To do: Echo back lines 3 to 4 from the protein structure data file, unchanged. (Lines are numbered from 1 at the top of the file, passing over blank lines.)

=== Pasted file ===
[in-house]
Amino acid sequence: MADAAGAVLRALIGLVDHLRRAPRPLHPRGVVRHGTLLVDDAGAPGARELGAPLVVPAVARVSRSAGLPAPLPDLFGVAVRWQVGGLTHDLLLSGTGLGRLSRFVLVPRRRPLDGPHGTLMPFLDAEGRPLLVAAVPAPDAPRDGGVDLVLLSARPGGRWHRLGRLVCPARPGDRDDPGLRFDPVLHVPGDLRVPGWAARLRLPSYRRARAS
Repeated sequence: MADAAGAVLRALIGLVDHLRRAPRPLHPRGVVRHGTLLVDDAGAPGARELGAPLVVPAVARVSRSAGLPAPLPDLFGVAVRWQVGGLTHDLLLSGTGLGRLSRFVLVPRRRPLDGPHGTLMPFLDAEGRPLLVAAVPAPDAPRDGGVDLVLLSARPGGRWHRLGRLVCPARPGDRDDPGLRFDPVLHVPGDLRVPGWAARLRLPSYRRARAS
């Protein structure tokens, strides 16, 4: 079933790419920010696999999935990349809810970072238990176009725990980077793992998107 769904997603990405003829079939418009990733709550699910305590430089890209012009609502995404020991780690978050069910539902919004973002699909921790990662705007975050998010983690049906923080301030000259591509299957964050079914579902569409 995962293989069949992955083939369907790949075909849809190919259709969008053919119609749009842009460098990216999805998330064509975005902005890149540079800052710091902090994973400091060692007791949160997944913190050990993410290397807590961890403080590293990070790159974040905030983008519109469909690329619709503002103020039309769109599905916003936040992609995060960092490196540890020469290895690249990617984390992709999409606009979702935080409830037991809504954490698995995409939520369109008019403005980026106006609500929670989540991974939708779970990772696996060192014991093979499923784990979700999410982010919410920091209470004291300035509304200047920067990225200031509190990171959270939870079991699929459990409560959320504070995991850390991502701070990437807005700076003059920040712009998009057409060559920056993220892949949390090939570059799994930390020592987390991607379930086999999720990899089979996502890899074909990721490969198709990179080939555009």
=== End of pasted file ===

Repeated sequence: MADAAGAVLRALIGLVDHLRRAPRPLHPRGVVRHGTLLVDDAGAPGARELGAPLVVPAVARVSRSAGLPAPLPDLFGVAVRWQVGGLTHDLLLSGTGLGRLSRFVLVPRRRPLDGPHGTLMPFLDAEGRPLLVAAVPAPDAPRDGGVDLVLLSARPGGRWHRLGRLVCPARPGDRDDPGLRFDPVLHVPGDLRVPGWAARLRLPSYRRARAS
């Protein structure tokens, strides 16, 4: 079933790419920010696999999935990349809810970072238990176009725990980077793992998107 769904997603990405003829079939418009990733709550699910305590430089890209012009609502995404020991780690978050069910539902919004973002699909921790990662705007975050998010983690049906923080301030000259591509299957964050079914579902569409 995962293989069949992955083939369907790949075909849809190919259709969008053919119609749009842009460098990216999805998330064509975005902005890149540079800052710091902090994973400091060692007791949160997944913190050990993410290397807590961890403080590293990070790159974040905030983008519109469909690329619709503002103020039309769109599905916003936040992609995060960092490196540890020469290895690249990617984390992709999409606009979702935080409830037991809504954490698995995409939520369109008019403005980026106006609500929670989540991974939708779970990772696996060192014991093979499923784990979700999410982010919410920091209470004291300035509304200047920067990225200031509190990171959270939870079991699929459990409560959320504070995991850390991502701070990437807005700076003059920040712009998009057409060559920056993220892949949390090939570059799994930390020592987390991607379930086999999720990899089979996502890899074909990721490969198709990179080939555009």